An analysis of more than 55,000 women has revealed that breast density, microcalcifications, and masses may be heritable, according to a study in Cancer Research report on by the American Association of Cancer Research.

“Breast features identified through mammography are important for identifying women at high risk of developing breast cancer in the short term,” said Natalie Holowko, PhD, postdoctoral researcher in the department of Medical Epidemiology and Biostatistics at the Karolinska Institutet in Stockholm. “It is important to understand the genetic determinants of these traits, as the underlying mechanisms for their association with breast cancer is not well understood.”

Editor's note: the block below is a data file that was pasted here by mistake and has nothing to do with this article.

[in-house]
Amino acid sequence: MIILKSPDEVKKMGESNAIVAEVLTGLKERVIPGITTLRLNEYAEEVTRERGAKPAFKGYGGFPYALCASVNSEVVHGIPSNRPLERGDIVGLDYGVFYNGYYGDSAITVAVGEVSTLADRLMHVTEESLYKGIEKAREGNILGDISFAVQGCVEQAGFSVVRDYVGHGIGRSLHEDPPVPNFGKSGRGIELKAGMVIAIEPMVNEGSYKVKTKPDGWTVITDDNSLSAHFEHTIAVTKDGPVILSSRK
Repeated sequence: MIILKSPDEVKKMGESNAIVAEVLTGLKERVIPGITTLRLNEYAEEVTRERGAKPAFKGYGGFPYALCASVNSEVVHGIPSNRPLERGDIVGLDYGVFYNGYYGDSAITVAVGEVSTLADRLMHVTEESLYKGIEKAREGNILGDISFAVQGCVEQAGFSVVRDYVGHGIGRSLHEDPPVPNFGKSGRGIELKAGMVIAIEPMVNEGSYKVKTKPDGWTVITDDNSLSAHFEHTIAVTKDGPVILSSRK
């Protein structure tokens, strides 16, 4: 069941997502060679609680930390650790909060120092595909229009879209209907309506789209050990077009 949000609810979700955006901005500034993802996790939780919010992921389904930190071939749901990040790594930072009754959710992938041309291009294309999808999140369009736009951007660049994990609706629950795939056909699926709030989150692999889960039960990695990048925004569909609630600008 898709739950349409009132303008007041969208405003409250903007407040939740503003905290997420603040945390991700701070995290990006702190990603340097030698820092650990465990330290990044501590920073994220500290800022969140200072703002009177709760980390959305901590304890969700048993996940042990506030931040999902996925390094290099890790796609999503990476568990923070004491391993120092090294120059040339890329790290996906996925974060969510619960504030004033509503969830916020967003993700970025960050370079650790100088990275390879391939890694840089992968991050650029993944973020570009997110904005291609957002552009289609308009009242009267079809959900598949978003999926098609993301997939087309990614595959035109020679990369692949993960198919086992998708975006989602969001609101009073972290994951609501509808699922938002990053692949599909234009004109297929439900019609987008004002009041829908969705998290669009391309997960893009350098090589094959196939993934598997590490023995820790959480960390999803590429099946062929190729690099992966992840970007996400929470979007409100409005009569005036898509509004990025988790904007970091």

The researchers calculated the heritability of four mammographic features – breast density, average density change per year (cm2/year), microcalcifications, and masses – using 1,940 sister pairs. The heritability of breast density was estimated to be 58 percent, similar to previously reported findings. The heritability of microcalcifications and masses were estimated to be 23 percent and 13 percent, respectively. Breast density change was not determined to be an inherited trait.

Holowko and colleagues investigated the associations between mammographic features and genetic predisposition to breast cancer, as determined by a polygenic risk score (PRS), among 9,365 women in the KARMA cohort. They found statistically significant positive associations between PRS quintiles and breast density and microcalcifications.

Read more from AACR and find the study in Cancer Research